Which brings us to my current attempts at playing guitar. I have left the bass behind and am transitioning to the guitar, which has, for many many years, been a rather intimidating instrument. Sure I’ve played the guitar, made stabs at it. Entertained thoughts of playing guitar instead of bass. But I would always wind up back on the bass. It was what I was comfortable with, what I knew. 

Now, in a couple of weeks, I will be taking the stage for the first time wielding an electric guitar and playing as part of a band. It is an exciting prospect, frightening and exhilarating and challenging and many other emotions that well up as I strum those strings. 

In the practice studio, there are things that keep happening that form a kind of cognitive gap between my thinking and playing. I will be playing the guitar, will be playing the right notes and doing what I should be doing in the song. So my hands and a good part of my brain are on point. But I am listening to the music coming together and I hear the bassline and I focus on that. I think that I am the one playing the bass and I start grooving to it. Then I’ll realize that that isn’t me and I’ll try and find the guitar and find what I am sounding like. 

Other times I will be strumming and thinking, hey that guitar’s not sounding bad, where is that coming from. And then I will realize it’s me. Okay I know that sounds like I’m bragging, but really, I fail to realize that I am the one playing the guitar. It’s like my mind refuses to make a connection, and it’s only when I flub my fingers and I stop playing that I realize, hey, that crunchy distorted sound, that was you, man. 

I am enjoying the transition though. I am discovering a new capacity which I had assumed I could not do. I love playing the guitar, and I am enjoying it and having much more fun with it than I did with the bass. I’ll sometimes not be sure if I am doing alright, and I’ll ask the dudes I’m jamming with, Adam, Vincenz Serrano, and Joseph Saguid, if what I am doing is working, and they will nod and let me go on wailing on the guitar.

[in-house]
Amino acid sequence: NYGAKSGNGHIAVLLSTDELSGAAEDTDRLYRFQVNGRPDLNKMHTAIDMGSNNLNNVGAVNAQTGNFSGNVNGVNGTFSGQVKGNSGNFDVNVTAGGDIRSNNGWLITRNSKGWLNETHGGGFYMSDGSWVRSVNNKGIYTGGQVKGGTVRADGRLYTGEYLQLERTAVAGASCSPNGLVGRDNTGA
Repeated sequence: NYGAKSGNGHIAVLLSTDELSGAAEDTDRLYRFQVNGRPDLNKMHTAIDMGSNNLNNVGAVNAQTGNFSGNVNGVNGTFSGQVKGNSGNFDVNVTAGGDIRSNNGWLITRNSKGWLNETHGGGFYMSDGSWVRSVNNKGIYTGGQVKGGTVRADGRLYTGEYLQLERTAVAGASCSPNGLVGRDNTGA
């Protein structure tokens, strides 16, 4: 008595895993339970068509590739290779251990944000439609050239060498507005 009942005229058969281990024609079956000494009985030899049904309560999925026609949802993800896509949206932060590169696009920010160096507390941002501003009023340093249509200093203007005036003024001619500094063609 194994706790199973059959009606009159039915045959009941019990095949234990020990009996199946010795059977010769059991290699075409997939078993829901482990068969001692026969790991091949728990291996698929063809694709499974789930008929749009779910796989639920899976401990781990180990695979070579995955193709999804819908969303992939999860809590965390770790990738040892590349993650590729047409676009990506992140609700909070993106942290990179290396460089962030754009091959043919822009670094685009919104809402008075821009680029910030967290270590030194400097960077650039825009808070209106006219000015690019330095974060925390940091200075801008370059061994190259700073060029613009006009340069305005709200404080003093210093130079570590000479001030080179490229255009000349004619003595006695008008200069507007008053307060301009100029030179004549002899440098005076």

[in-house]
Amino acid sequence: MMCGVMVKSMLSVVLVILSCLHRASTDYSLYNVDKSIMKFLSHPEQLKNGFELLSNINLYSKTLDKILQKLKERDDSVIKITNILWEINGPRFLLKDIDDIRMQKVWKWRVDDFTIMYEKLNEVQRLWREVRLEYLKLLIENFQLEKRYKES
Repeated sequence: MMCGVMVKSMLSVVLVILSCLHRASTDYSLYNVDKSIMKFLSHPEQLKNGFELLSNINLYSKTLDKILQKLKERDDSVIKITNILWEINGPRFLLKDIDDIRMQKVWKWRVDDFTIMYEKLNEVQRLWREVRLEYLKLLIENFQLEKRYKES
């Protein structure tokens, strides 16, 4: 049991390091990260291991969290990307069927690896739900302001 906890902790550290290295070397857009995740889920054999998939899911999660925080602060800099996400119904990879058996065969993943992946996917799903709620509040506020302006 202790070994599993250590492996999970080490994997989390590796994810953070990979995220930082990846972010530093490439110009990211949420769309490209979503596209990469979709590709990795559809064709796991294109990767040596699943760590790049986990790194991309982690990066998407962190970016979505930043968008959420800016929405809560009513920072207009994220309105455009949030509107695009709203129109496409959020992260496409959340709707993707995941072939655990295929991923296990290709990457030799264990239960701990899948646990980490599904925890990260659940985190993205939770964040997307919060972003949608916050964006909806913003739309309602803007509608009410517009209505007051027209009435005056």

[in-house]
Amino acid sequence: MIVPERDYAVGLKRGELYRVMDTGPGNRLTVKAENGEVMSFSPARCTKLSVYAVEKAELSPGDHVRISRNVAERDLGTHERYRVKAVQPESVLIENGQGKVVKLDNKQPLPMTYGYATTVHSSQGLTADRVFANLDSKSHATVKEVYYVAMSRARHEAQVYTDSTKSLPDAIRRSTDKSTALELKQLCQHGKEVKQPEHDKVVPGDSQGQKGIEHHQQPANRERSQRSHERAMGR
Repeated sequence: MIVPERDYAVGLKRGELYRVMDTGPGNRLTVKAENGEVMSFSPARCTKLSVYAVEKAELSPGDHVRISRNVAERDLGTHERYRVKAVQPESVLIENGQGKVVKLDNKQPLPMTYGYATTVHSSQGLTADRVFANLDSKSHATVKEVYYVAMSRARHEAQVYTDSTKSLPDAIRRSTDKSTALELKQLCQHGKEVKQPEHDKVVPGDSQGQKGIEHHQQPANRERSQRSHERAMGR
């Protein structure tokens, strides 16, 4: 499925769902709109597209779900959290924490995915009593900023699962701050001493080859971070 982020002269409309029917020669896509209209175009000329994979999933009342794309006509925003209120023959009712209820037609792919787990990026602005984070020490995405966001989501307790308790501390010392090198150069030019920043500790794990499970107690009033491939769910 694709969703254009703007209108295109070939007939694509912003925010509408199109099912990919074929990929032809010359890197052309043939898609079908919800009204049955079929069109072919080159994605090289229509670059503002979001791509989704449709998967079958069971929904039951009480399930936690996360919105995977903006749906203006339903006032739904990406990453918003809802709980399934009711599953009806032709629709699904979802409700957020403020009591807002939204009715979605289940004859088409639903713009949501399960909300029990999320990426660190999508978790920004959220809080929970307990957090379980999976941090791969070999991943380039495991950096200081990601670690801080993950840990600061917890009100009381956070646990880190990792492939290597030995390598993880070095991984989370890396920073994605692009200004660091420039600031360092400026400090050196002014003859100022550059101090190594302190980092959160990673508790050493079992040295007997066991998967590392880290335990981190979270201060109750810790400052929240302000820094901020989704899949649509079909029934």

Here’s to hoping that the next couple of weeks of practice allow me to develop the skills needed to justify my presence onstage. All I want to do is rock. And I hope that my brain wraps my head around it and I can just get up on there and make some noise. 

Arcade Fire’s Sprawl II (Mountains Beyond Mountain)

Arcade Fire’s new album, The Suburbs has a great mix of different styles of music, that familiar way that Arcade Fire has of building up into massive movements, and the ever-intelligent lyricism.

The standout for me has been “Sprawl II (Mountains Beyond Mountains).” Though it could be argued whether this is the album’s best track, it’s very clear that its placement, and how it comes into the album, is perfect. After an album of a range of emotions, the sad and happy, the lonely and bright, and after the dirge-like “Sprawl I (Flatland)” that precedes it, “Sprawl II” breaks through the whole thing, punching this massive light into the depths. It operates, effectively, as a crescendo. Though there is a track that follows it, that track serves almost like a score, that denouement to the climax of “Sprawl II.” Read more of this post